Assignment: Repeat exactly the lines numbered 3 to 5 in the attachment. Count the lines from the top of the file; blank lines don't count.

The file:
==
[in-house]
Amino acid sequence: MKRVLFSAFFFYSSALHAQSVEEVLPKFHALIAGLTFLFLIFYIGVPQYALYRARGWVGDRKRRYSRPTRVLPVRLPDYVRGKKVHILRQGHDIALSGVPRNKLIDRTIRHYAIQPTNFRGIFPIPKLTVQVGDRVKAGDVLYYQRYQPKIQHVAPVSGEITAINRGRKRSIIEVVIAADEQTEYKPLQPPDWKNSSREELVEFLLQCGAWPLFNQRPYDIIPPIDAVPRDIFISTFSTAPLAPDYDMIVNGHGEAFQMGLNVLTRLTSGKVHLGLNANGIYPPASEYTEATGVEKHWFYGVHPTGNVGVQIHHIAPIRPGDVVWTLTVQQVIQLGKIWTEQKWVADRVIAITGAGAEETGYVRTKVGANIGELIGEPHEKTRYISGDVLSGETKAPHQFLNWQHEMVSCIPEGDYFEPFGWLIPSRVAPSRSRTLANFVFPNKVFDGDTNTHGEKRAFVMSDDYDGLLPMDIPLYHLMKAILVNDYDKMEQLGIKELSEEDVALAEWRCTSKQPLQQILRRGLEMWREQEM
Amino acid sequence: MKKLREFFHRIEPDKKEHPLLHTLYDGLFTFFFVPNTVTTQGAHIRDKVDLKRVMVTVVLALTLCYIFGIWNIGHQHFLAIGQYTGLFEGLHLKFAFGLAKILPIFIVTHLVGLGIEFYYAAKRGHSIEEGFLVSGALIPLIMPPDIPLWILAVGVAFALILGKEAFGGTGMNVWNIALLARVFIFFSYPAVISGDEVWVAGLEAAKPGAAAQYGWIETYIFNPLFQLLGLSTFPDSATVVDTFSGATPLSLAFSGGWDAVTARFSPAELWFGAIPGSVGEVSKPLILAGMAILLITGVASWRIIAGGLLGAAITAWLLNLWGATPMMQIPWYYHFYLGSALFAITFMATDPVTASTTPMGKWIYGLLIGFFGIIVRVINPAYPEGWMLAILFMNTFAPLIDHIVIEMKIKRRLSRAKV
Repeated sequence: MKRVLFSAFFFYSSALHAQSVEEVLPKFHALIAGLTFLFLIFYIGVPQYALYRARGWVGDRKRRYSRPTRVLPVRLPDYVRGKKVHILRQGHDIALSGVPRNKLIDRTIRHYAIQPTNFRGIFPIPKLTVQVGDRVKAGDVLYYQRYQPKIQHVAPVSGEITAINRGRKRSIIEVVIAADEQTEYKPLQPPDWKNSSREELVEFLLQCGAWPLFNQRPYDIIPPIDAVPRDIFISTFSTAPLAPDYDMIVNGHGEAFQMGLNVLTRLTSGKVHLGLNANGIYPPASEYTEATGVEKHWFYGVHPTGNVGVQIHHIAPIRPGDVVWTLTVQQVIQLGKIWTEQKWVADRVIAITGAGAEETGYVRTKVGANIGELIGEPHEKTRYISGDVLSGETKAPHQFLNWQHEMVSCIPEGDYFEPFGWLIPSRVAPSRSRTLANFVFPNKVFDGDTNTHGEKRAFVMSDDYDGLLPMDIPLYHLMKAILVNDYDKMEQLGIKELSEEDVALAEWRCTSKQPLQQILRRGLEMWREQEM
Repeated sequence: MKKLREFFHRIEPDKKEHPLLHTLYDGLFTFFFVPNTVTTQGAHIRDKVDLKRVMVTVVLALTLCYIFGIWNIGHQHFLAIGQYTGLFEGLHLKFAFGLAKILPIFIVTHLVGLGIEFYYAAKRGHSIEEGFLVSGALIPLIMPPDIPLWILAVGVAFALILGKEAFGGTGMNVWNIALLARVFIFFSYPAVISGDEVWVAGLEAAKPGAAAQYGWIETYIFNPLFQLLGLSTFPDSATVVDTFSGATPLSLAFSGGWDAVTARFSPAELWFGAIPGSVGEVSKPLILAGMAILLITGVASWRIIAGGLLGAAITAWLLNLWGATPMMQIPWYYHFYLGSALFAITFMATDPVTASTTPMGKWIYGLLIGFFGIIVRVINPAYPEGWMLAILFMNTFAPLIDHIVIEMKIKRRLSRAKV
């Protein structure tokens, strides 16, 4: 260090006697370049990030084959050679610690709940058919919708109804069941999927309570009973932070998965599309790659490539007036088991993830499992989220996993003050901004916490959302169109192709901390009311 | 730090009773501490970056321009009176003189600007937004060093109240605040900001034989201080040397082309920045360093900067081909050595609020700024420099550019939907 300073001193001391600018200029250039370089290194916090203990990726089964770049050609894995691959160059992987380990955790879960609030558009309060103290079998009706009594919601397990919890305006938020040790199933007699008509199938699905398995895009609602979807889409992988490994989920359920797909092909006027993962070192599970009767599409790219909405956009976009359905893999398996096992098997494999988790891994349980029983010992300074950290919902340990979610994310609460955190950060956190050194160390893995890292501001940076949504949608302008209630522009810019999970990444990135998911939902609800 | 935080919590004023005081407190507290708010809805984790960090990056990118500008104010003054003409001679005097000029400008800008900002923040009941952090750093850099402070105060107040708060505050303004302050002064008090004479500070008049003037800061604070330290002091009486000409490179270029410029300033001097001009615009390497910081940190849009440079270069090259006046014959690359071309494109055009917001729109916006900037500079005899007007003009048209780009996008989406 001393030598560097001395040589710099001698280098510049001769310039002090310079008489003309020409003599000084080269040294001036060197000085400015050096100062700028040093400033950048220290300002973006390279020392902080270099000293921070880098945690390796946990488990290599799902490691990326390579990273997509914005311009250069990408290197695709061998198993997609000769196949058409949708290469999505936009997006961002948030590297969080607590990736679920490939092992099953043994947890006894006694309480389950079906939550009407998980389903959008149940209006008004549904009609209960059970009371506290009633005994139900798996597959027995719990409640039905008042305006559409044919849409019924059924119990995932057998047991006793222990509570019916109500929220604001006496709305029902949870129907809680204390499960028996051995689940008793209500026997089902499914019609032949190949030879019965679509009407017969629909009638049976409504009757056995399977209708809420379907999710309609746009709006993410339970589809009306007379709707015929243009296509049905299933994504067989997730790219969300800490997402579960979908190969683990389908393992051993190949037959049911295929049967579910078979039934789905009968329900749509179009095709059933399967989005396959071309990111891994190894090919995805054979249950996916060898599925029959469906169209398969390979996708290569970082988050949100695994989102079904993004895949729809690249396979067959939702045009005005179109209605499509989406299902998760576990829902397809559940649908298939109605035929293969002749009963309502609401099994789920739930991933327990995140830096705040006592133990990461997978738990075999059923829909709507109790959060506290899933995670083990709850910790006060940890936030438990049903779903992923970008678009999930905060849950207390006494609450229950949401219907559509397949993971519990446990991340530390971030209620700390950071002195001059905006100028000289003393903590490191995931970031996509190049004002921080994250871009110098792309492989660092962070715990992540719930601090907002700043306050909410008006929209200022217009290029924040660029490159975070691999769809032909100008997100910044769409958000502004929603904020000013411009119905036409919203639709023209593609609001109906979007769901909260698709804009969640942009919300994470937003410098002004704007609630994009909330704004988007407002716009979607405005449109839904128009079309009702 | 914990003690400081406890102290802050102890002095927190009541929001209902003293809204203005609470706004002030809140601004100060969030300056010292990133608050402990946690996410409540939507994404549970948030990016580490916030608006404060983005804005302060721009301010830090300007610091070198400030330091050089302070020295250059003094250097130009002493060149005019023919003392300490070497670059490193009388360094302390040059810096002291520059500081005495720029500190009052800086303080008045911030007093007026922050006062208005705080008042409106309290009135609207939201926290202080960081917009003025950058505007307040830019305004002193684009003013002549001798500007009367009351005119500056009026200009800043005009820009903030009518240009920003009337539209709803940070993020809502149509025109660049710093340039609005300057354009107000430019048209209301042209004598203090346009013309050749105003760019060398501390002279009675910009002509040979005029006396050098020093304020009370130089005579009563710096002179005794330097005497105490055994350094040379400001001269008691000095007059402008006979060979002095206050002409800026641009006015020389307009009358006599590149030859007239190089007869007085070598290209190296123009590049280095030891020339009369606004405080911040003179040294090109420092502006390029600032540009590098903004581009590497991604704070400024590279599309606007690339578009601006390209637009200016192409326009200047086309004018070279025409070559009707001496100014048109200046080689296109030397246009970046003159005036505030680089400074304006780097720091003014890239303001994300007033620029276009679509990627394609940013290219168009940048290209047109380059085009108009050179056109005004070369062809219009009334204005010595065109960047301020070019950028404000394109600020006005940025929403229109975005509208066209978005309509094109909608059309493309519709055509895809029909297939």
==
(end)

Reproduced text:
Amino acid sequence: MKKLREFFHRIEPDKKEHPLLHTLYDGLFTFFFVPNTVTTQGAHIRDKVDLKRVMVTVVLALTLCYIFGIWNIGHQHFLAIGQYTGLFEGLHLKFAFGLAKILPIFIVTHLVGLGIEFYYAAKRGHSIEEGFLVSGALIPLIMPPDIPLWILAVGVAFALILGKEAFGGTGMNVWNIALLARVFIFFSYPAVISGDEVWVAGLEAAKPGAAAQYGWIETYIFNPLFQLLGLSTFPDSATVVDTFSGATPLSLAFSGGWDAVTARFSPAELWFGAIPGSVGEVSKPLILAGMAILLITGVASWRIIAGGLLGAAITAWLLNLWGATPMMQIPWYYHFYLGSALFAITFMATDPVTASTTPMGKWIYGLLIGFFGIIVRVINPAYPEGWMLAILFMNTFAPLIDHIVIEMKIKRRLSRAKV
Repeated sequence: MKRVLFSAFFFYSSALHAQSVEEVLPKFHALIAGLTFLFLIFYIGVPQYALYRARGWVGDRKRRYSRPTRVLPVRLPDYVRGKKVHILRQGHDIALSGVPRNKLIDRTIRHYAIQPTNFRGIFPIPKLTVQVGDRVKAGDVLYYQRYQPKIQHVAPVSGEITAINRGRKRSIIEVVIAADEQTEYKPLQPPDWKNSSREELVEFLLQCGAWPLFNQRPYDIIPPIDAVPRDIFISTFSTAPLAPDYDMIVNGHGEAFQMGLNVLTRLTSGKVHLGLNANGIYPPASEYTEATGVEKHWFYGVHPTGNVGVQIHHIAPIRPGDVVWTLTVQQVIQLGKIWTEQKWVADRVIAITGAGAEETGYVRTKVGANIGELIGEPHEKTRYISGDVLSGETKAPHQFLNWQHEMVSCIPEGDYFEPFGWLIPSRVAPSRSRTLANFVFPNKVFDGDTNTHGEKRAFVMSDDYDGLLPMDIPLYHLMKAILVNDYDKMEQLGIKELSEEDVALAEWRCTSKQPLQQILRRGLEMWREQEM
Repeated sequence: MKKLREFFHRIEPDKKEHPLLHTLYDGLFTFFFVPNTVTTQGAHIRDKVDLKRVMVTVVLALTLCYIFGIWNIGHQHFLAIGQYTGLFEGLHLKFAFGLAKILPIFIVTHLVGLGIEFYYAAKRGHSIEEGFLVSGALIPLIMPPDIPLWILAVGVAFALILGKEAFGGTGMNVWNIALLARVFIFFSYPAVISGDEVWVAGLEAAKPGAAAQYGWIETYIFNPLFQLLGLSTFPDSATVVDTFSGATPLSLAFSGGWDAVTARFSPAELWFGAIPGSVGEVSKPLILAGMAILLITGVASWRIIAGGLLGAAITAWLLNLWGATPMMQIPWYYHFYLGSALFAITFMATDPVTASTTPMGKWIYGLLIGFFGIIVRVINPAYPEGWMLAILFMNTFAPLIDHIVIEMKIKRRLSRAKV